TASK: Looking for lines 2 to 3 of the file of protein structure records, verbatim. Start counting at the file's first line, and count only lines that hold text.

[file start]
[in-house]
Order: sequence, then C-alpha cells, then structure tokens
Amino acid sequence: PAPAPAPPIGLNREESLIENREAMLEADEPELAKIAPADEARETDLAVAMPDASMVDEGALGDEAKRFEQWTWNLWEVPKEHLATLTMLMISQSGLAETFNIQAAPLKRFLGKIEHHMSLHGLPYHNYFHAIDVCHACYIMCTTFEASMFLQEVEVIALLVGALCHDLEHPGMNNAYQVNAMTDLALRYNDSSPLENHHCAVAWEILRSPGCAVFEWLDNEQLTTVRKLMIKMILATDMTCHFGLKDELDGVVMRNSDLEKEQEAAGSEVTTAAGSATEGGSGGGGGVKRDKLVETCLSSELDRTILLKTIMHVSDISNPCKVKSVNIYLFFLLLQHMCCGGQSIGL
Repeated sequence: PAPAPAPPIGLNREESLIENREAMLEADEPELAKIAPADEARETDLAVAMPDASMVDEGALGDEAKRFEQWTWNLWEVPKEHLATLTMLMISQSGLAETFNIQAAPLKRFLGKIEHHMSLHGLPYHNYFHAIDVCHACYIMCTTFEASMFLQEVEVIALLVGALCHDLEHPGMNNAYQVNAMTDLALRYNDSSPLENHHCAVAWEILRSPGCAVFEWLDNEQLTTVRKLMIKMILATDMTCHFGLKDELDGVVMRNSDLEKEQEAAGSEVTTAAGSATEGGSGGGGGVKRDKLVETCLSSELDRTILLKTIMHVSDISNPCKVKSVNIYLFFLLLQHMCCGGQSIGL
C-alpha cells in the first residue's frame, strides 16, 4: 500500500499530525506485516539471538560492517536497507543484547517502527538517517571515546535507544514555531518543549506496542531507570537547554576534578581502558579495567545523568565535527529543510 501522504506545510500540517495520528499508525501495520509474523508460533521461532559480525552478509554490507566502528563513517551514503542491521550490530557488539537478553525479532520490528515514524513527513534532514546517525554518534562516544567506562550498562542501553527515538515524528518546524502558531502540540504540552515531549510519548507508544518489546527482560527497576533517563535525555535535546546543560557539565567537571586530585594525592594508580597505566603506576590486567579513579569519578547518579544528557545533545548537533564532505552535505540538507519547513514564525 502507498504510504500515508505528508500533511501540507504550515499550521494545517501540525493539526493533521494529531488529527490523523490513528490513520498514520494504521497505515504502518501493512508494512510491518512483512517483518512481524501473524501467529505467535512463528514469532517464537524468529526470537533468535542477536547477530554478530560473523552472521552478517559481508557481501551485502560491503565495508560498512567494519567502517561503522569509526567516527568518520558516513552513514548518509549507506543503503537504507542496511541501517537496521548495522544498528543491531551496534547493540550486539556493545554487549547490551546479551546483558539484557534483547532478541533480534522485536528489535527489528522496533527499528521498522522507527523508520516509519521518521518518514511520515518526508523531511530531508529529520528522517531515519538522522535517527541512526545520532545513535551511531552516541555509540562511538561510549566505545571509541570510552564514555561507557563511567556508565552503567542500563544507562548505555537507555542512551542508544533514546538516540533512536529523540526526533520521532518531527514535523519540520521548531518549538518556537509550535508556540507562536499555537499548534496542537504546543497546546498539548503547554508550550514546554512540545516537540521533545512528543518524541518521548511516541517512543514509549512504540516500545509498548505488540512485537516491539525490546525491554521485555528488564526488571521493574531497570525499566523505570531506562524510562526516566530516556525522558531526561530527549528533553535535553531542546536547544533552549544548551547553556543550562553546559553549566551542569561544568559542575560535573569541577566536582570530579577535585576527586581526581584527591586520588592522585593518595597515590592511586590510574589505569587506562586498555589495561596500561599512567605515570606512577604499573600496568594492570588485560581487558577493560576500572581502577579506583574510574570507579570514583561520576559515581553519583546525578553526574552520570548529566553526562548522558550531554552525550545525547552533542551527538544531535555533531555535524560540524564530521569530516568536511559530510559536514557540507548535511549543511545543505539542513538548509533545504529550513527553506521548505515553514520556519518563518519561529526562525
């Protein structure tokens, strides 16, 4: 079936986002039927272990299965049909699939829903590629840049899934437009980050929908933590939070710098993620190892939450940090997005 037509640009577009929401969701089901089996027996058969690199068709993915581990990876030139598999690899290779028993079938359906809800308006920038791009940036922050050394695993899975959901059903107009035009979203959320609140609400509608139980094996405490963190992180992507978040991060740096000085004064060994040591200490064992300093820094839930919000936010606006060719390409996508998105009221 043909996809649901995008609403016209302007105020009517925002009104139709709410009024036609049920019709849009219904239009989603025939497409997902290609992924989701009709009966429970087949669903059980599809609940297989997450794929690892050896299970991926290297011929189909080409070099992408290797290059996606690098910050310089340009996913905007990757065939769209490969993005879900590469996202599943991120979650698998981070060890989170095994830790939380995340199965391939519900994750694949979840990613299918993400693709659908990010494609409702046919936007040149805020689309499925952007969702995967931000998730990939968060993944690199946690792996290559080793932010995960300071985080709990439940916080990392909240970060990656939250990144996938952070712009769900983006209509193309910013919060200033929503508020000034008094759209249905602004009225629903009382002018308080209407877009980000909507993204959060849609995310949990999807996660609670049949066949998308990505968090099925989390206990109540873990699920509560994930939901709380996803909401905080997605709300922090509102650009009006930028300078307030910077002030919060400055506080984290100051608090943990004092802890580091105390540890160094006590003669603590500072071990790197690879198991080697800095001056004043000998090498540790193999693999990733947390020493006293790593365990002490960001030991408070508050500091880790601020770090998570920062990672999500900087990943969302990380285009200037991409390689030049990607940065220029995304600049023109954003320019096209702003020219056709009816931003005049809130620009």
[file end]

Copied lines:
Order: sequence, then C-alpha cells, then structure tokens
Amino acid sequence: PAPAPAPPIGLNREESLIENREAMLEADEPELAKIAPADEARETDLAVAMPDASMVDEGALGDEAKRFEQWTWNLWEVPKEHLATLTMLMISQSGLAETFNIQAAPLKRFLGKIEHHMSLHGLPYHNYFHAIDVCHACYIMCTTFEASMFLQEVEVIALLVGALCHDLEHPGMNNAYQVNAMTDLALRYNDSSPLENHHCAVAWEILRSPGCAVFEWLDNEQLTTVRKLMIKMILATDMTCHFGLKDELDGVVMRNSDLEKEQEAAGSEVTTAAGSATEGGSGGGGGVKRDKLVETCLSSELDRTILLKTIMHVSDISNPCKVKSVNIYLFFLLLQHMCCGGQSIGL